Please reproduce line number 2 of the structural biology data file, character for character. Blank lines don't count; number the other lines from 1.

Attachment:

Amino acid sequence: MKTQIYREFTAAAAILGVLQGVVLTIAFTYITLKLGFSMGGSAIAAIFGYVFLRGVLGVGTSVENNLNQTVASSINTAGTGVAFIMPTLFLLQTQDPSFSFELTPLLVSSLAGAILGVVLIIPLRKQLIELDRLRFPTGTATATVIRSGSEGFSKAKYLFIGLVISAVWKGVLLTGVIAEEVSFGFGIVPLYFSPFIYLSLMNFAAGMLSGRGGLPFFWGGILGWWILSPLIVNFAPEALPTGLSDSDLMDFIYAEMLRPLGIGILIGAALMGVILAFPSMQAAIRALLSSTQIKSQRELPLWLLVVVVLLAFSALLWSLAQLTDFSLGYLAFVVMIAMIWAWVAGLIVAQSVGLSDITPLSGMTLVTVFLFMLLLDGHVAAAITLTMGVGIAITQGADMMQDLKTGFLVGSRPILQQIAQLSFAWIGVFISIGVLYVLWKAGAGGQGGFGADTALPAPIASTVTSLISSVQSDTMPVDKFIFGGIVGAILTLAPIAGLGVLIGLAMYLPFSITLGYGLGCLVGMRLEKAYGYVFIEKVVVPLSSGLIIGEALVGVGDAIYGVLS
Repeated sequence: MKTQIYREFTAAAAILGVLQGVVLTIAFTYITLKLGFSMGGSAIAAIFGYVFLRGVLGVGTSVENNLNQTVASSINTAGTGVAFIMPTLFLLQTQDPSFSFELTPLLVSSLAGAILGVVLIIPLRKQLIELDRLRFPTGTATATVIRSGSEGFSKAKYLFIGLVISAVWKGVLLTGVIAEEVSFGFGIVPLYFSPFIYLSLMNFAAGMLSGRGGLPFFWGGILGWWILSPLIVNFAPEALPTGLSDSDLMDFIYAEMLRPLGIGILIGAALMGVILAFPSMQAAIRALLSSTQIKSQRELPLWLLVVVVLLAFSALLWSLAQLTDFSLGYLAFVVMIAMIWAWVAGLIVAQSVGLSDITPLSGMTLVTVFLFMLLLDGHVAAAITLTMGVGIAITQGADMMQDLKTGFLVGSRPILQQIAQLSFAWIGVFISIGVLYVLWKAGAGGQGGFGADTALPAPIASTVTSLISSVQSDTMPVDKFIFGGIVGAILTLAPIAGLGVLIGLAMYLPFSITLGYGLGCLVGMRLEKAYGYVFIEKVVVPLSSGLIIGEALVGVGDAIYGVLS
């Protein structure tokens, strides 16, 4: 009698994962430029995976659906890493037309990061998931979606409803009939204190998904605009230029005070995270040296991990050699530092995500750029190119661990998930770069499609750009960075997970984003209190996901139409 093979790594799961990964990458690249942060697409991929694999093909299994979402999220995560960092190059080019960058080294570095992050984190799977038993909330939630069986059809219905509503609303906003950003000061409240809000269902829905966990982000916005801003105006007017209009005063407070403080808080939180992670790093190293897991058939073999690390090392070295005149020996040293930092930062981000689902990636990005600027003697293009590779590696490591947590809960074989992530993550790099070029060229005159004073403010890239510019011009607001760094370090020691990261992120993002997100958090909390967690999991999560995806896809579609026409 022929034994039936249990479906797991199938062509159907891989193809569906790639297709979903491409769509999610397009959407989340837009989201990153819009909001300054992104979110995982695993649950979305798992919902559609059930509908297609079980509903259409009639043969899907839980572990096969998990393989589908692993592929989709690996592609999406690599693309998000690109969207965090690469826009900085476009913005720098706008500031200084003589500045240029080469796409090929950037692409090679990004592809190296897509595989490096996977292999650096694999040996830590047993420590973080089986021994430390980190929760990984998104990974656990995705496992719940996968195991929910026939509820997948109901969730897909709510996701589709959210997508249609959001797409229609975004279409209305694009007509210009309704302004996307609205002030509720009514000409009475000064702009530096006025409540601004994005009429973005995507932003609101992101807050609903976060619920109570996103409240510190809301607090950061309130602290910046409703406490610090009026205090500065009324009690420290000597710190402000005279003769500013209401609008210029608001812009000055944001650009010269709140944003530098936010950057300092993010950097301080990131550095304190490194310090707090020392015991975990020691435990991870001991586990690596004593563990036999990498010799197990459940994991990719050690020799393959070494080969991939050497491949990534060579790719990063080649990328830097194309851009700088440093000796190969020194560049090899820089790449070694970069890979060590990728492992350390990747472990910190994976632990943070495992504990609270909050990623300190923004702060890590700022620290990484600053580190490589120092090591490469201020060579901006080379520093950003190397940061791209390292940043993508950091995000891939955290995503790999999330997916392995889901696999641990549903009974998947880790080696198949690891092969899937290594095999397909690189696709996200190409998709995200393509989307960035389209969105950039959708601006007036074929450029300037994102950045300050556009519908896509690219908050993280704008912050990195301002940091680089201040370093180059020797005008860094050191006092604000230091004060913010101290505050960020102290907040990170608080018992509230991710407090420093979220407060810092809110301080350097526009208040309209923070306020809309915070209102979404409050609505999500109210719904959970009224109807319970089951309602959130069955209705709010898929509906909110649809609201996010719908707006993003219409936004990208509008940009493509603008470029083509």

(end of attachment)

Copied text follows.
Repeated sequence: MKTQIYREFTAAAAILGVLQGVVLTIAFTYITLKLGFSMGGSAIAAIFGYVFLRGVLGVGTSVENNLNQTVASSINTAGTGVAFIMPTLFLLQTQDPSFSFELTPLLVSSLAGAILGVVLIIPLRKQLIELDRLRFPTGTATATVIRSGSEGFSKAKYLFIGLVISAVWKGVLLTGVIAEEVSFGFGIVPLYFSPFIYLSLMNFAAGMLSGRGGLPFFWGGILGWWILSPLIVNFAPEALPTGLSDSDLMDFIYAEMLRPLGIGILIGAALMGVILAFPSMQAAIRALLSSTQIKSQRELPLWLLVVVVLLAFSALLWSLAQLTDFSLGYLAFVVMIAMIWAWVAGLIVAQSVGLSDITPLSGMTLVTVFLFMLLLDGHVAAAITLTMGVGIAITQGADMMQDLKTGFLVGSRPILQQIAQLSFAWIGVFISIGVLYVLWKAGAGGQGGFGADTALPAPIASTVTSLISSVQSDTMPVDKFIFGGIVGAILTLAPIAGLGVLIGLAMYLPFSITLGYGLGCLVGMRLEKAYGYVFIEKVVVPLSSGLIIGEALVGVGDAIYGVLS